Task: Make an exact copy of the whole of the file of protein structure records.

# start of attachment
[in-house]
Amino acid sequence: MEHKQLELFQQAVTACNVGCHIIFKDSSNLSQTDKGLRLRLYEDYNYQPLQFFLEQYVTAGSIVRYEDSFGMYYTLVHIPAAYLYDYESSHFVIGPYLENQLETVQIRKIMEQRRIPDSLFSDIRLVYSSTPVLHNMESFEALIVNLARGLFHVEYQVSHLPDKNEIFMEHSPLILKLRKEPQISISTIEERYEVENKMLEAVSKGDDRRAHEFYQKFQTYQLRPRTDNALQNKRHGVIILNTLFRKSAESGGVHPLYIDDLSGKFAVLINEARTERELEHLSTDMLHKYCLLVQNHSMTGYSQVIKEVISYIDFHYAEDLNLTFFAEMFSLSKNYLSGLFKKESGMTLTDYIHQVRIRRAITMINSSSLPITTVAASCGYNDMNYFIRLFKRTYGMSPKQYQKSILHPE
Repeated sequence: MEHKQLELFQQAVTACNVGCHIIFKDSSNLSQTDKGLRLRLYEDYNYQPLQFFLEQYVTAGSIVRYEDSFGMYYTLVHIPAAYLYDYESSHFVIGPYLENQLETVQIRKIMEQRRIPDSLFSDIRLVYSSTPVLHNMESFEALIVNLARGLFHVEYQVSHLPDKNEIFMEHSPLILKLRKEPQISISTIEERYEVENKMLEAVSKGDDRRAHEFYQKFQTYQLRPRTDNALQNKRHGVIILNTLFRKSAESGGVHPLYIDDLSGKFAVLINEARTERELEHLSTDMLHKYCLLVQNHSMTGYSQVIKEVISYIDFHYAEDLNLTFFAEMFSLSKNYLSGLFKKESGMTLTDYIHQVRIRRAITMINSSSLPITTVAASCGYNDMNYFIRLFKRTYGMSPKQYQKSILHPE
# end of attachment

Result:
[in-house]
Amino acid sequence: MEHKQLELFQQAVTACNVGCHIIFKDSSNLSQTDKGLRLRLYEDYNYQPLQFFLEQYVTAGSIVRYEDSFGMYYTLVHIPAAYLYDYESSHFVIGPYLENQLETVQIRKIMEQRRIPDSLFSDIRLVYSSTPVLHNMESFEALIVNLARGLFHVEYQVSHLPDKNEIFMEHSPLILKLRKEPQISISTIEERYEVENKMLEAVSKGDDRRAHEFYQKFQTYQLRPRTDNALQNKRHGVIILNTLFRKSAESGGVHPLYIDDLSGKFAVLINEARTERELEHLSTDMLHKYCLLVQNHSMTGYSQVIKEVISYIDFHYAEDLNLTFFAEMFSLSKNYLSGLFKKESGMTLTDYIHQVRIRRAITMINSSSLPITTVAASCGYNDMNYFIRLFKRTYGMSPKQYQKSILHPE
Repeated sequence: MEHKQLELFQQAVTACNVGCHIIFKDSSNLSQTDKGLRLRLYEDYNYQPLQFFLEQYVTAGSIVRYEDSFGMYYTLVHIPAAYLYDYESSHFVIGPYLENQLETVQIRKIMEQRRIPDSLFSDIRLVYSSTPVLHNMESFEALIVNLARGLFHVEYQVSHLPDKNEIFMEHSPLILKLRKEPQISISTIEERYEVENKMLEAVSKGDDRRAHEFYQKFQTYQLRPRTDNALQNKRHGVIILNTLFRKSAESGGVHPLYIDDLSGKFAVLINEARTERELEHLSTDMLHKYCLLVQNHSMTGYSQVIKEVISYIDFHYAEDLNLTFFAEMFSLSKNYLSGLFKKESGMTLTDYIHQVRIRRAITMINSSSLPITTVAASCGYNDMNYFIRLFKRTYGMSPKQYQKSILHPE